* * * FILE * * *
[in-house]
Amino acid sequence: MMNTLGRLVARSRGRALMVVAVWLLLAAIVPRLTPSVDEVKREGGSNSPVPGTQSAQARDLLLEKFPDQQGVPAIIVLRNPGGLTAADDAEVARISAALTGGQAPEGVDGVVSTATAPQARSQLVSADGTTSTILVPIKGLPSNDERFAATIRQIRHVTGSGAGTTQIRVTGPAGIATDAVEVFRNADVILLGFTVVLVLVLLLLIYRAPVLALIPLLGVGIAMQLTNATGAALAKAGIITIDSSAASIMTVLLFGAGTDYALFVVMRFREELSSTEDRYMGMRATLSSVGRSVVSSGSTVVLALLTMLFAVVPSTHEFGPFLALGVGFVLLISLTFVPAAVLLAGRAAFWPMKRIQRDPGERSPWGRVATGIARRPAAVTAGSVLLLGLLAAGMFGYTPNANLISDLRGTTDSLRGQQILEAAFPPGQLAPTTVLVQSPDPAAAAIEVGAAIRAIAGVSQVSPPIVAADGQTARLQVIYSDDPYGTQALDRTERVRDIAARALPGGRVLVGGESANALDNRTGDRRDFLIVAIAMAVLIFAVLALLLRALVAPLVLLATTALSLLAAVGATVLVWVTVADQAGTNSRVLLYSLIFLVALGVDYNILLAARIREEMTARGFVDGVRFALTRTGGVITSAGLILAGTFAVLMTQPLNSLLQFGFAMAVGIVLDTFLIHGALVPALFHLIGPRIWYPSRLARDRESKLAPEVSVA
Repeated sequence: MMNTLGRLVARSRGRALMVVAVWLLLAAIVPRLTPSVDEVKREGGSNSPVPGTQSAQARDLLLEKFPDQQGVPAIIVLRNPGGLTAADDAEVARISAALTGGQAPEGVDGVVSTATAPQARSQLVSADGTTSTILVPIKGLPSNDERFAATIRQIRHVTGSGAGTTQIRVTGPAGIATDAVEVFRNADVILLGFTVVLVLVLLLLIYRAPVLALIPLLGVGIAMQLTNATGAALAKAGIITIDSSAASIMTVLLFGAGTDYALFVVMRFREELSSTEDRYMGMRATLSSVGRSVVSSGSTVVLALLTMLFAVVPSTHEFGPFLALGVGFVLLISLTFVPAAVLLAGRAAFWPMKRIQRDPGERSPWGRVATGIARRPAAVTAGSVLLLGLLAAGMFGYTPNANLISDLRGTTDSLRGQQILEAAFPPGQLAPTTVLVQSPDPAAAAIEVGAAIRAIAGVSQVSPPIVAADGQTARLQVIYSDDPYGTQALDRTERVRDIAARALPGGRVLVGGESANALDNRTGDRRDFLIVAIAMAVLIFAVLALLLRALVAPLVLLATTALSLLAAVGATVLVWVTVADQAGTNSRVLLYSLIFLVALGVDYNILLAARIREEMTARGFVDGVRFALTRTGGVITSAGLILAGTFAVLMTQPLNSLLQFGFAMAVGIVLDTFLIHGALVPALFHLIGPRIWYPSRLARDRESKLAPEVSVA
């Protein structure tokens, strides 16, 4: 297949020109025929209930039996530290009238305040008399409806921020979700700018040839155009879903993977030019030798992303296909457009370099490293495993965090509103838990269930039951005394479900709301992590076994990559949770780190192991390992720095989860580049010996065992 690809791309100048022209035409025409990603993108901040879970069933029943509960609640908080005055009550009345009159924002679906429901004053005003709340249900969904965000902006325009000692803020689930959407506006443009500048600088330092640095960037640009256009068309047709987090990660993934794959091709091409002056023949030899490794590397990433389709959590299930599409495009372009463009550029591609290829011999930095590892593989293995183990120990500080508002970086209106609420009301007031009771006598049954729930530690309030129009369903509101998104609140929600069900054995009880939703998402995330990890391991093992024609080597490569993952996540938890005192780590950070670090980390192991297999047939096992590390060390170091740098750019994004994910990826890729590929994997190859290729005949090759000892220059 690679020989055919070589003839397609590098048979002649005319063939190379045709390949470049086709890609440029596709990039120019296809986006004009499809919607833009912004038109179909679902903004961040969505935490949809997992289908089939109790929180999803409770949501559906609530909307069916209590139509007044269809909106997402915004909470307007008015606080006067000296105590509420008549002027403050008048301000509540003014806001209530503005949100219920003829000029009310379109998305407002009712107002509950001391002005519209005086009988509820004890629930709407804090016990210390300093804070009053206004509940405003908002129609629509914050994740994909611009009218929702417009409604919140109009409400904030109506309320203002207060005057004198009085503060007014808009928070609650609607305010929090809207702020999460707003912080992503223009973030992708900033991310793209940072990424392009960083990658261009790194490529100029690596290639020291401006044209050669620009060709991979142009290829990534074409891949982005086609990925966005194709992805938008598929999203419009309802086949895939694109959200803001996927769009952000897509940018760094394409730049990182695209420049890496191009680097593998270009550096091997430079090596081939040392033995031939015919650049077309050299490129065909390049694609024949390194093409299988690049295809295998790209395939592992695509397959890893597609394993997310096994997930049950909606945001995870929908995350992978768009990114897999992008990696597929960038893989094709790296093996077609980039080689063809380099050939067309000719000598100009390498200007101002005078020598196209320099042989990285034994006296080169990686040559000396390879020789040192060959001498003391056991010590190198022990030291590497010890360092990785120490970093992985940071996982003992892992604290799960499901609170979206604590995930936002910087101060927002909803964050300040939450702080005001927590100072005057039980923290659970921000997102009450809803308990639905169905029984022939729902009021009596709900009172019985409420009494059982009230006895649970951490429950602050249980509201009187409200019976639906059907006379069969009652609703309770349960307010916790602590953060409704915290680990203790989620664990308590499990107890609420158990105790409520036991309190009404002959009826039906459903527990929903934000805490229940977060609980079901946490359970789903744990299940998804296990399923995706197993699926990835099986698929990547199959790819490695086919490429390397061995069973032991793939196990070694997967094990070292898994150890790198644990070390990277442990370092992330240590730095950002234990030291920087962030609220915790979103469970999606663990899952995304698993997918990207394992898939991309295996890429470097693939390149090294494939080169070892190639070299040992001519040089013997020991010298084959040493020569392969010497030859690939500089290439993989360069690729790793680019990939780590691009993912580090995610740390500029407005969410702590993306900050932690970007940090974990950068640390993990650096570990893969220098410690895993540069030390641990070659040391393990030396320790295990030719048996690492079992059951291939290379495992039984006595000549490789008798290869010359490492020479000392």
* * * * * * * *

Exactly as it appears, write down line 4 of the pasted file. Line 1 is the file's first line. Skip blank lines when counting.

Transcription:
């Protein structure tokens, strides 16, 4: 297949020109025929209930039996530290009238305040008399409806921020979700700018040839155009879903993977030019030798992303296909457009370099490293495993965090509103838990269930039951005394479900709301992590076994990559949770780190192991390992720095989860580049010996065992 690809791309100048022209035409025409990603993108901040879970069933029943509960609640908080005055009550009345009159924002679906429901004053005003709340249900969904965000902006325009000692803020689930959407506006443009500048600088330092640095960037640009256009068309047709987090990660993934794959091709091409002056023949030899490794590397990433389709959590299930599409495009372009463009550029591609290829011999930095590892593989293995183990120990500080508002970086209106609420009301007031009771006598049954729930530690309030129009369903509101998104609140929600069900054995009880939703998402995330990890391991093992024609080597490569993952996540938890005192780590950070670090980390192991297999047939096992590390060390170091740098750019994004994910990826890729590929994997190859290729005949090759000892220059 690679020989055919070589003839397609590098048979002649005319063939190379045709390949470049086709890609440029596709990039120019296809986006004009499809919607833009912004038109179909679902903004961040969505935490949809997992289908089939109790929180999803409770949501559906609530909307069916209590139509007044269809909106997402915004909470307007008015606080006067000296105590509420008549002027403050008048301000509540003014806001209530503005949100219920003829000029009310379109998305407002009712107002509950001391002005519209005086009988509820004890629930709407804090016990210390300093804070009053206004509940405003908002129609629509914050994740994909611009009218929702417009409604919140109009409400904030109506309320203002207060005057004198009085503060007014808009928070609650609607305010929090809207702020999460707003912080992503223009973030992708900033991310793209940072990424392009960083990658261009790194490529100029690596290639020291401006044209050669620009060709991979142009290829990534074409891949982005086609990925966005194709992805938008598929999203419009309802086949895939694109959200803001996927769009952000897509940018760094394409730049990182695209420049890496191009680097593998270009550096091997430079090596081939040392033995031939015919650049077309050299490129065909390049694609024949390194093409299988690049295809295998790209395939592992695509397959890893597609394993997310096994997930049950909606945001995870929908995350992978768009990114897999992008990696597929960038893989094709790296093996077609980039080689063809380099050939067309000719000598100009390498200007101002005078020598196209320099042989990285034994006296080169990686040559000396390879020789040192060959001498003391056991010590190198022990030291590497010890360092990785120490970093992985940071996982003992892992604290799960499901609170979206604590995930936002910087101060927002909803964050300040939450702080005001927590100072005057039980923290659970921000997102009450809803308990639905169905029984022939729902009021009596709900009172019985409420009494059982009230006895649970951490429950602050249980509201009187409200019976639906059907006379069969009652609703309770349960307010916790602590953060409704915290680990203790989620664990308590499990107890609420158990105790409520036991309190009404002959009826039906459903527990929903934000805490229940977060609980079901946490359970789903744990299940998804296990399923995706197993699926990835099986698929990547199959790819490695086919490429390397061995069973032991793939196990070694997967094990070292898994150890790198644990070390990277442990370092992330240590730095950002234990030291920087962030609220915790979103469970999606663990899952995304698993997918990207394992898939991309295996890429470097693939390149090294494939080169070892190639070299040992001519040089013997020991010298084959040493020569392969010497030859690939500089290439993989360069690729790793680019990939780590691009993912580090995610740390500029407005969410702590993306900050932690970007940090974990950068640390993990650096570990893969220098410690895993540069030390641990070659040391393990030396320790295990030719048996690492079992059951291939290379495992039984006595000549490789008798290869010359490492020479000392």